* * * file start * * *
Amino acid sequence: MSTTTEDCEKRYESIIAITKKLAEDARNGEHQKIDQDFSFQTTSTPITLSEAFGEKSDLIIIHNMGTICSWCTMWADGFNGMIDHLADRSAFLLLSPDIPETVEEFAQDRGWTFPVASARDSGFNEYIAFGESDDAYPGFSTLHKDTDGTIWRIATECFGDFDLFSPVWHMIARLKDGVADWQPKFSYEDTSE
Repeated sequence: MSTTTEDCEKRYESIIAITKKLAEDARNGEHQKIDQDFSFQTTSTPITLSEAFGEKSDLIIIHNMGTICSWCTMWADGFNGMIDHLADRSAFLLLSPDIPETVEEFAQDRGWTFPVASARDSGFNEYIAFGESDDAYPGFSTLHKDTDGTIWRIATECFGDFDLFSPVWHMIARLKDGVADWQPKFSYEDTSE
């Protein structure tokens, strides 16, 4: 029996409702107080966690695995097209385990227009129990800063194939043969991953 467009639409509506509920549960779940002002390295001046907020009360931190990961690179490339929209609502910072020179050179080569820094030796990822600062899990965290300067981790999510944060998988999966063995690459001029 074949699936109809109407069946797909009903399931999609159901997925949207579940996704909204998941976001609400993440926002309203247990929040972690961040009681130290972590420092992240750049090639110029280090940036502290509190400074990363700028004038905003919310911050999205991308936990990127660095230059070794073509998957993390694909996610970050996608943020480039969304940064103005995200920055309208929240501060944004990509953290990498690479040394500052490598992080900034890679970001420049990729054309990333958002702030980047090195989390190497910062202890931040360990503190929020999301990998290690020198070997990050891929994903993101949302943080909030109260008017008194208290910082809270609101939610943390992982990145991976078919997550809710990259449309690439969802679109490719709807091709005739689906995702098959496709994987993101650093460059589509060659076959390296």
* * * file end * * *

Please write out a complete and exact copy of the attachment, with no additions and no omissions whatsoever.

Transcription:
Amino acid sequence: MSTTTEDCEKRYESIIAITKKLAEDARNGEHQKIDQDFSFQTTSTPITLSEAFGEKSDLIIIHNMGTICSWCTMWADGFNGMIDHLADRSAFLLLSPDIPETVEEFAQDRGWTFPVASARDSGFNEYIAFGESDDAYPGFSTLHKDTDGTIWRIATECFGDFDLFSPVWHMIARLKDGVADWQPKFSYEDTSE
Repeated sequence: MSTTTEDCEKRYESIIAITKKLAEDARNGEHQKIDQDFSFQTTSTPITLSEAFGEKSDLIIIHNMGTICSWCTMWADGFNGMIDHLADRSAFLLLSPDIPETVEEFAQDRGWTFPVASARDSGFNEYIAFGESDDAYPGFSTLHKDTDGTIWRIATECFGDFDLFSPVWHMIARLKDGVADWQPKFSYEDTSE
């Protein structure tokens, strides 16, 4: 029996409702107080966690695995097209385990227009129990800063194939043969991953 467009639409509506509920549960779940002002390295001046907020009360931190990961690179490339929209609502910072020179050179080569820094030796990822600062899990965290300067981790999510944060998988999966063995690459001029 074949699936109809109407069946797909009903399931999609159901997925949207579940996704909204998941976001609400993440926002309203247990929040972690961040009681130290972590420092992240750049090639110029280090940036502290509190400074990363700028004038905003919310911050999205991308936990990127660095230059070794073509998957993390694909996610970050996608943020480039969304940064103005995200920055309208929240501060944004990509953290990498690479040394500052490598992080900034890679970001420049990729054309990333958002702030980047090195989390190497910062202890931040360990503190929020999301990998290690020198070997990050891929994903993101949302943080909030109260008017008194208290910082809270609101939610943390992982990145991976078919997550809710990259449309690439969802679109490719709807091709005739689906995702098959496709994987993101650093460059589509060659076959390296």